Monday, April 7, 2014

Loneliness and Depression

By Carole Zirlin
A man once came to see me. He was very depressed indeed. He then told me his story. He had suddenly been made redundant from a very good and well paid job in a famous publishing house he'd been working in for many years. At the same time his relationship was not functioning well. Between him and his partner they had four small children. They weren't married but lived in a beautiful country house he had bought from the earnings in his job. His partner didn't work, so he was sole earner. One day she had enough of him and ended their twelve year relationship and told him to leave his house. According to the law he had to as she had the children and they had to have a roof over their heads. She threw him out. He now had no job, no home and had been forced to move into the cheapest accommodation he could find. It was a bedroom in a house. From a four bed country home, family and
highly esteemed and paid job, he was reduced to no job, no money, no family around him and no home, all within one year. Their friends sided with her, his family were not close to him and he had no job to go to. That's just how the dice of life fell for him.
When he came to see me he said he couldn't understand how he had arrived at the place he found himself in after years of building career, family and home of which he had lost all. He described his loneliness to me which sums it all up very well and it was this: He told me he felt totally alone in the world now with no-one and nowhere to turn to. He had no one to talk to, to cry to about all the loss he had experienced and no one with whom he could express his feelings of utter devastation. He said when he walked in the streets he felt frighteningly alone. He would see everyone else going about their life, getting on with the usual daily stuff, work, going out, children, friends, going to the pub with friends, going and going home to their families. These were all the normal things he was so desperately missing. He said there was an empty hole inside him now. He said he had no way of sharing all he was experiencing and had to deal with every bit of it alone. He said it was the loneliest place in the world anyone could be in, wandering this planet alone and becoming more isolated and excluded from the world with every passing day. Each day's experience confirming more and more how alone in this world he was. This, in turn made him feel even more alone and more depressed and so the cycle continued until he didn't want to go out and face a world that was too painful to see. At home in his little room he felt safe and in different pain, but that pain was better than the pain of feeling so alone when he was out. He was grieving badly for all the loss and grieving alone, with no one to share it with and no one to comfort him. He wanted his old life back, but it was gone. He said he felt he had been deserted by the world in a cruel way and was left to cope alone with all his terrible feelings of pain, loss, humiliation, shame, depression and his utter loneliness. He said to me he didn't have one person in the world to talk to. He described how, during the day he went through the motions of looking for work, but was feeling so alone and so depressed that it was very difficult to get motivated. He felt no one cared in the world and he couldn't cope with it all alone.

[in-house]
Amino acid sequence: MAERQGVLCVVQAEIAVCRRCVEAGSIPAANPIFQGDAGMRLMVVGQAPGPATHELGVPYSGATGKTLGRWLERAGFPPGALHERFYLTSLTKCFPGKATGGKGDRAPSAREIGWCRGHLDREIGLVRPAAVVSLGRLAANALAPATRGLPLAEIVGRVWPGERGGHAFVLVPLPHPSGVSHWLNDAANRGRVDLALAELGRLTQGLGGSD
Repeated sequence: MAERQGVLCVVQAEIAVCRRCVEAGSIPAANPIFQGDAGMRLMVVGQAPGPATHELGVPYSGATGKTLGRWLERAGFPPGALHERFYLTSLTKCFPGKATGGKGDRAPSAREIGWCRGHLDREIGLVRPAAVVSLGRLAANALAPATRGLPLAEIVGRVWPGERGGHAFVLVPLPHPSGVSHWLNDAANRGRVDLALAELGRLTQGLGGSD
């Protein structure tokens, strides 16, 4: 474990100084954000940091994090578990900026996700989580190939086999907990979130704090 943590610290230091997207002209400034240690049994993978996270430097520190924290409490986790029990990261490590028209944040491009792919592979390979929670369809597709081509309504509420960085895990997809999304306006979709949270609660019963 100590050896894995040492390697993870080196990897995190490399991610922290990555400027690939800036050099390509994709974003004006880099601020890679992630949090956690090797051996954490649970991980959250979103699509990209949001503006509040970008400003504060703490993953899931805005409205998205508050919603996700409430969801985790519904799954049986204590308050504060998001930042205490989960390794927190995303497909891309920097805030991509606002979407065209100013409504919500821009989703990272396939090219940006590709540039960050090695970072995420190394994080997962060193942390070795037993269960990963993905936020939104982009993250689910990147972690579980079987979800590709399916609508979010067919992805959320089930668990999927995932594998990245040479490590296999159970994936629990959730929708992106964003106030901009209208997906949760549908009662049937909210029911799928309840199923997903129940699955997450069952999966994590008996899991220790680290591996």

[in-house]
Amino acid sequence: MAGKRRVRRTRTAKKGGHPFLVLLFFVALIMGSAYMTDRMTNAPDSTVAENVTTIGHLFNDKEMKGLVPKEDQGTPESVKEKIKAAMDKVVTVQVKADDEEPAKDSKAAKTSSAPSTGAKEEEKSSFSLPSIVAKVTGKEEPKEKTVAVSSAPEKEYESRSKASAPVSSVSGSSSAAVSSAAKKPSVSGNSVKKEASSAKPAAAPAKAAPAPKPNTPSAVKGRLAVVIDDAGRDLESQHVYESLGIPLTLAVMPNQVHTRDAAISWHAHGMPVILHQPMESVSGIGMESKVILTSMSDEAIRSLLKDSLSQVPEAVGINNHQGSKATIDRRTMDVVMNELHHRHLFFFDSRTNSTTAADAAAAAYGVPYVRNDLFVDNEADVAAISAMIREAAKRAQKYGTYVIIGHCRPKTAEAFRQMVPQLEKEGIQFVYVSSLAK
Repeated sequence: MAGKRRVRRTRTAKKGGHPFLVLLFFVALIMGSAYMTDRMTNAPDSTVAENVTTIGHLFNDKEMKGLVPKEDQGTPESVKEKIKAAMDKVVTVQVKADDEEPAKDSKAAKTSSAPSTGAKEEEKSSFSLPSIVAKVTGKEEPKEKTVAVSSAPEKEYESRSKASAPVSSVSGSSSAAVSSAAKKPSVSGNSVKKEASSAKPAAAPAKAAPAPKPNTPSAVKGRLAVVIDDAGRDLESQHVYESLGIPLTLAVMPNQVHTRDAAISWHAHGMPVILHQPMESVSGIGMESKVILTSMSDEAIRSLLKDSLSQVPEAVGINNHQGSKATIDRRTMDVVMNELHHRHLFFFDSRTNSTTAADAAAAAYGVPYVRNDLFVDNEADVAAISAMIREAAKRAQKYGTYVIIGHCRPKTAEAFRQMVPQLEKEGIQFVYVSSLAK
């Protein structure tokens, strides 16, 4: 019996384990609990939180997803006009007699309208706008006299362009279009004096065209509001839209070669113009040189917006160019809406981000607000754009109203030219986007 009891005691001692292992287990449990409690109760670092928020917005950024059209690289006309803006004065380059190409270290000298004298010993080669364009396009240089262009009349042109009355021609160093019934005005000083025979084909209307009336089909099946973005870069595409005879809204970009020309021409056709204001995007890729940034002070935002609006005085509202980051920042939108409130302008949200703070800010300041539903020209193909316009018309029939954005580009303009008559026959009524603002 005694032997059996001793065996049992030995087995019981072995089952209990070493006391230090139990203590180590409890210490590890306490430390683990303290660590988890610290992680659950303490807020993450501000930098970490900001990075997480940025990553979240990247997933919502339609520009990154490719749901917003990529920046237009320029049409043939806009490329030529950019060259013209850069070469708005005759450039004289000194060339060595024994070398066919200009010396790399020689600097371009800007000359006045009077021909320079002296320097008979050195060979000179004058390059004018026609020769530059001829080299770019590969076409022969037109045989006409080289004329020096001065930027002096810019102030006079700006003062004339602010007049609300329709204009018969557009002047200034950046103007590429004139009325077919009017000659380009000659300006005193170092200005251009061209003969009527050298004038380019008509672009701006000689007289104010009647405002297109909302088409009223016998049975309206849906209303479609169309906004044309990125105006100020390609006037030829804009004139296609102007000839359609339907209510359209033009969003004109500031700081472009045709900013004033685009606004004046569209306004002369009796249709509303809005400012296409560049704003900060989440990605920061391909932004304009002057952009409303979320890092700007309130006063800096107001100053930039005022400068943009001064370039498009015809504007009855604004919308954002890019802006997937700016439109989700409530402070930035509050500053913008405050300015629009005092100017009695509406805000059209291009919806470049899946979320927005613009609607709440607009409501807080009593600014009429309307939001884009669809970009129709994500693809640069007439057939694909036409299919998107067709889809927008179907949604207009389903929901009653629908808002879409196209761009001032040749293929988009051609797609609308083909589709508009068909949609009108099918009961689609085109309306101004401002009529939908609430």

He described wondering the streets during the day obsessively people watching, which caused him immense pain. He described going back to his small room, alone where he felt no one knew or cared about his terrible situation. He told me his loneliness at this low point was so unbearable he got a referral from his doctor to see me. He then came into therapy. Slowly he dealt with coming to terms with his experience. He started to build a life again and eventually trained as a teacher. Eventually he met a woman he related to, and slowly began a new life. He saw his children and learned to live with the situation of not living with them. All of this only after his depression was better and he was able to start functioning again. Life is far from perfect. He had learned a great deal from his experience, a great deal, It was a heavy price to pay, but mainly he learned he had courage and strength he didn't know he had, and once he had support (me) he was able to take the steps to help himself. He overcame a huge and traumatic experience and used it always as a humbling learning curve of life, because there was a great deal to learn from the experience. One thing to learn is that it is not the experience itself that matters as much as the way that experience is handled. I think that is true of any experience.